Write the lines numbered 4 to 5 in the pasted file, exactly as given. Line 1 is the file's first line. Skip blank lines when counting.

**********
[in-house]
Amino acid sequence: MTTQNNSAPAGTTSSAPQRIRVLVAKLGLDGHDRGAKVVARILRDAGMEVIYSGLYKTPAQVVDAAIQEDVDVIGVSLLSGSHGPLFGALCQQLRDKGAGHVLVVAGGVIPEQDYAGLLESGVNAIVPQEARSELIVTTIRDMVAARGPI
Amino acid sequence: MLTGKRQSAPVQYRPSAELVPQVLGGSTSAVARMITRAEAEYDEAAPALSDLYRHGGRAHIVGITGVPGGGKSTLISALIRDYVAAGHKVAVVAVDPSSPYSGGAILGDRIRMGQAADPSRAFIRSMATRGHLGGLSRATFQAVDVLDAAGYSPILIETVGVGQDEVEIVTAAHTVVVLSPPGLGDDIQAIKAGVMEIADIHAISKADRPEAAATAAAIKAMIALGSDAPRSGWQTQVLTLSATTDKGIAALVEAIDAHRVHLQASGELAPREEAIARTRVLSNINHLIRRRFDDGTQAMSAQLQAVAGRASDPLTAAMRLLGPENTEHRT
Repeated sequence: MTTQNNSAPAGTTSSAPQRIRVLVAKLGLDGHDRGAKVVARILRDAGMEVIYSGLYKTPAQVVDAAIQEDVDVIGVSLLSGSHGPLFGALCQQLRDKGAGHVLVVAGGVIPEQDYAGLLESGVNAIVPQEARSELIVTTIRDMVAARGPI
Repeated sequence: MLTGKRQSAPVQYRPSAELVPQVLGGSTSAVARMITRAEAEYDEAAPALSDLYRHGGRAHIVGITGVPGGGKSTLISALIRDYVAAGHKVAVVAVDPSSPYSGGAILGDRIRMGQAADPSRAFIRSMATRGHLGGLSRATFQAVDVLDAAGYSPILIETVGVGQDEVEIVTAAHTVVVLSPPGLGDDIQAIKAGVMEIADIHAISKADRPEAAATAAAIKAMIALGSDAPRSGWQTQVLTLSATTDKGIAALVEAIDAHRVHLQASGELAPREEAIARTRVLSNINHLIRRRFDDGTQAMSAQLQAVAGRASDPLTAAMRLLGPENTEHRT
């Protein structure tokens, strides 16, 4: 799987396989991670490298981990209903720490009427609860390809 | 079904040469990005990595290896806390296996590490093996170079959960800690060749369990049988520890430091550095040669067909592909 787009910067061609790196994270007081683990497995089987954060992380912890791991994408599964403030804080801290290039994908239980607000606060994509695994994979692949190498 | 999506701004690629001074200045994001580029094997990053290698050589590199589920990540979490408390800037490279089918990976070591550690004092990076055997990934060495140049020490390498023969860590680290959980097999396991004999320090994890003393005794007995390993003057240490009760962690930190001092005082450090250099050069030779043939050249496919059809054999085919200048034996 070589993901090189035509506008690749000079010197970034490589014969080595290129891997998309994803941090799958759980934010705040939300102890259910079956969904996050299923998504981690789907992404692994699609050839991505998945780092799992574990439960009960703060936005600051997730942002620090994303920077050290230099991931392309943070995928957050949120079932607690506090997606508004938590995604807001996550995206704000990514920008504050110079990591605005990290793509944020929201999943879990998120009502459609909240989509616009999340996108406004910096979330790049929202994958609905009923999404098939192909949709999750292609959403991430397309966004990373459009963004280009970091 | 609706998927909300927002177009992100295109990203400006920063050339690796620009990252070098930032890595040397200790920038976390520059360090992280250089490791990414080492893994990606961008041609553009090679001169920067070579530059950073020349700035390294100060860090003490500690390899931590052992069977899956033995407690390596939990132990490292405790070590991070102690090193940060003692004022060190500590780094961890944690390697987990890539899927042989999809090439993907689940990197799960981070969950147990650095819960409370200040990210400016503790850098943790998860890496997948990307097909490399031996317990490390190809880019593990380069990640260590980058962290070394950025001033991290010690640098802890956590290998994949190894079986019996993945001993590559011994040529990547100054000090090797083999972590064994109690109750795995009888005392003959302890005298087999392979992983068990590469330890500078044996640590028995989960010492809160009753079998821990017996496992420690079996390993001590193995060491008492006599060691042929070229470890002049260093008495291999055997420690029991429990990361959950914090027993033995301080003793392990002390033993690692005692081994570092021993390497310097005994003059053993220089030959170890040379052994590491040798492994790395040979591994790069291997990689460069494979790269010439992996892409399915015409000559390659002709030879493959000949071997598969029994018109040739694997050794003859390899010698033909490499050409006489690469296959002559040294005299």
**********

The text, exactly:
Repeated sequence: MTTQNNSAPAGTTSSAPQRIRVLVAKLGLDGHDRGAKVVARILRDAGMEVIYSGLYKTPAQVVDAAIQEDVDVIGVSLLSGSHGPLFGALCQQLRDKGAGHVLVVAGGVIPEQDYAGLLESGVNAIVPQEARSELIVTTIRDMVAARGPI
Repeated sequence: MLTGKRQSAPVQYRPSAELVPQVLGGSTSAVARMITRAEAEYDEAAPALSDLYRHGGRAHIVGITGVPGGGKSTLISALIRDYVAAGHKVAVVAVDPSSPYSGGAILGDRIRMGQAADPSRAFIRSMATRGHLGGLSRATFQAVDVLDAAGYSPILIETVGVGQDEVEIVTAAHTVVVLSPPGLGDDIQAIKAGVMEIADIHAISKADRPEAAATAAAIKAMIALGSDAPRSGWQTQVLTLSATTDKGIAALVEAIDAHRVHLQASGELAPREEAIARTRVLSNINHLIRRRFDDGTQAMSAQLQAVAGRASDPLTAAMRLLGPENTEHRT